Chris “Stumbling and Mumbling” Dillow has a very interesting post on signs of German economic recovery. Interestingly, the bellwether Ifo confidence index has shown a dramatic uptick, reaching its highest level since 1991. Dillow proceeds to examine its correlation with the DAX stock market index.
Now, as Chris points out, DAX-constituents are likely to be the most globalised German businesses. The DAX tracks the Ifo with about a three month lag. This all suggests that a) the most globalised German businesses are feeling chirpy, as you’d expect in an economy struggling to raise domestic demand that trades with several raging boomers, and b) that some things never change.
Back before the Second World War, before the Nazi seizure of power, there was something known as the Exportventil in German. This means something like “export safety valve” in translation. What it meant in practice was that German industrialists believed that exporting was a hedge against the economic and political instability at home, and duly specialised in exporting as much stuff as possible. That is pretty much exactly opposite to what you’d expect – after all, you normally assume that German businesses know more about Germany than Country X and therefore face lower risks at home, not to mention the foreign exchange risk involved.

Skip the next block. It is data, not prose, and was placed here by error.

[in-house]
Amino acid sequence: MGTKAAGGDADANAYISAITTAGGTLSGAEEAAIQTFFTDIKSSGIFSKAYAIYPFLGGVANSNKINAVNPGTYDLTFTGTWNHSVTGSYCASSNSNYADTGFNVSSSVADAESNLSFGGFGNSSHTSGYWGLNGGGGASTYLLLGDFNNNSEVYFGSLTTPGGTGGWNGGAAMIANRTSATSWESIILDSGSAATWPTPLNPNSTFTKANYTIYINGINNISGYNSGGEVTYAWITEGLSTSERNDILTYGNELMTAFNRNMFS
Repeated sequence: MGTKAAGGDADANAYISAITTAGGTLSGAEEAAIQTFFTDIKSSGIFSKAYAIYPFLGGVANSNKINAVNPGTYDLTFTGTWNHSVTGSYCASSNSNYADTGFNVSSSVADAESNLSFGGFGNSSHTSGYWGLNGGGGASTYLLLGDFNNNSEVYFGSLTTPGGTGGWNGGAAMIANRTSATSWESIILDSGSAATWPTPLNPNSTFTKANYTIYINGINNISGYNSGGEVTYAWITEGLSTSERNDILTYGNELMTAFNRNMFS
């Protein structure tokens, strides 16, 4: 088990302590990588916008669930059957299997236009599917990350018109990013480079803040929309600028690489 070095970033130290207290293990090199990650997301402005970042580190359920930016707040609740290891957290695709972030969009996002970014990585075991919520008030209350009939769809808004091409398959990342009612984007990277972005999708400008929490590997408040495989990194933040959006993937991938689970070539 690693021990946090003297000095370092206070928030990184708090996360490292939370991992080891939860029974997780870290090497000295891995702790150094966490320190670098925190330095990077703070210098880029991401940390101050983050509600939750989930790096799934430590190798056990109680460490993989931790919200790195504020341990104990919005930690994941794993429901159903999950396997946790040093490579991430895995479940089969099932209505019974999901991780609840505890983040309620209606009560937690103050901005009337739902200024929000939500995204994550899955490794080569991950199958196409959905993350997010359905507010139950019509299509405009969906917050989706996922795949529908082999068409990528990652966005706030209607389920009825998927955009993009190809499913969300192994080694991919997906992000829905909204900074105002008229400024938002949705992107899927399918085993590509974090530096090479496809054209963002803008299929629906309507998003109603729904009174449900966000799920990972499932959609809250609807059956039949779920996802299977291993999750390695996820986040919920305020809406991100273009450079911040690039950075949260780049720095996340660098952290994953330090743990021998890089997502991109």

There were good reasons for this, though – economic conditions inside Germany were dire, the devaluation of the mark was helpful – and alternatively you could price your products in hard currency and thus protect yourself against the hyperinflation. It also helped that you had a stream of foreign-denominated revenue, which meant you could borrow in the US. The downside of the Exportventil, though, was that German businesses were highly operationally geared with respect to world trade, and German banks tended to have long-term German assets and short-term US and sterling liabilities.
The onset of the great depression, of course, slashed demand for German exports – and the beggar-your-neighbour policies drained world trade of liquidity, which hit the Germans twice as hard because of export dependence. So the safety valve turned out to be more of a seacock that let more water into the ship. Germany, however, still seems to love exporting – which perhaps explains the strong “home bias” that Chris claims to have identified.
In a tangential theme regarding historical legacies and the way things don’t change, check out this post at Veronica Khokhlova’s. Seems the Ukrainian electoral map divides along the ancient border of Kievan Rus..